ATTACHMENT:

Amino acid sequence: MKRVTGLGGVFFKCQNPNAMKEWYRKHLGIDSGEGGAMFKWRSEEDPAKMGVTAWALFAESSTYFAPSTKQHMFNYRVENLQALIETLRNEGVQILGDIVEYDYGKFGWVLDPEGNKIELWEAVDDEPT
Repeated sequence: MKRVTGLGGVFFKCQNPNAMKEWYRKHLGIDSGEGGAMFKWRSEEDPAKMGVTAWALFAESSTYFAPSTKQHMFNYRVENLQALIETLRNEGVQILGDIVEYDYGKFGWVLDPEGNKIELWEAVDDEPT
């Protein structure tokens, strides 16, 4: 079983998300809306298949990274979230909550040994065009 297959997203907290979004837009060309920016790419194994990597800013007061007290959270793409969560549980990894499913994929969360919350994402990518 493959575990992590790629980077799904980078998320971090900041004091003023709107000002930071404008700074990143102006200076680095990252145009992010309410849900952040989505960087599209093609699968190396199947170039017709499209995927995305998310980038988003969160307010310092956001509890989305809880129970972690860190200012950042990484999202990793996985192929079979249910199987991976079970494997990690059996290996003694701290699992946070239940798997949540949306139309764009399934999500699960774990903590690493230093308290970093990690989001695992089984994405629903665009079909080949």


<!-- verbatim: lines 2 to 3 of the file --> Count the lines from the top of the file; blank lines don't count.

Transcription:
Repeated sequence: MKRVTGLGGVFFKCQNPNAMKEWYRKHLGIDSGEGGAMFKWRSEEDPAKMGVTAWALFAESSTYFAPSTKQHMFNYRVENLQALIETLRNEGVQILGDIVEYDYGKFGWVLDPEGNKIELWEAVDDEPT
């Protein structure tokens, strides 16, 4: 079983998300809306298949990274979230909550040994065009 297959997203907290979004837009060309920016790419194994990597800013007061007290959270793409969560549980990894499913994929969360919350994402990518 493959575990992590790629980077799904980078998320971090900041004091003023709107000002930071404008700074990143102006200076680095990252145009992010309410849900952040989505960087599209093609699968190396199947170039017709499209995927995305998310980038988003969160307010310092956001509890989305809880129970972690860190200012950042990484999202990793996985192929079979249910199987991976079970494997990690059996290996003694701290699992946070239940798997949540949306139309764009399934999500699960774990903590690493230093308290970093990690989001695992089984994405629903665009079909080949």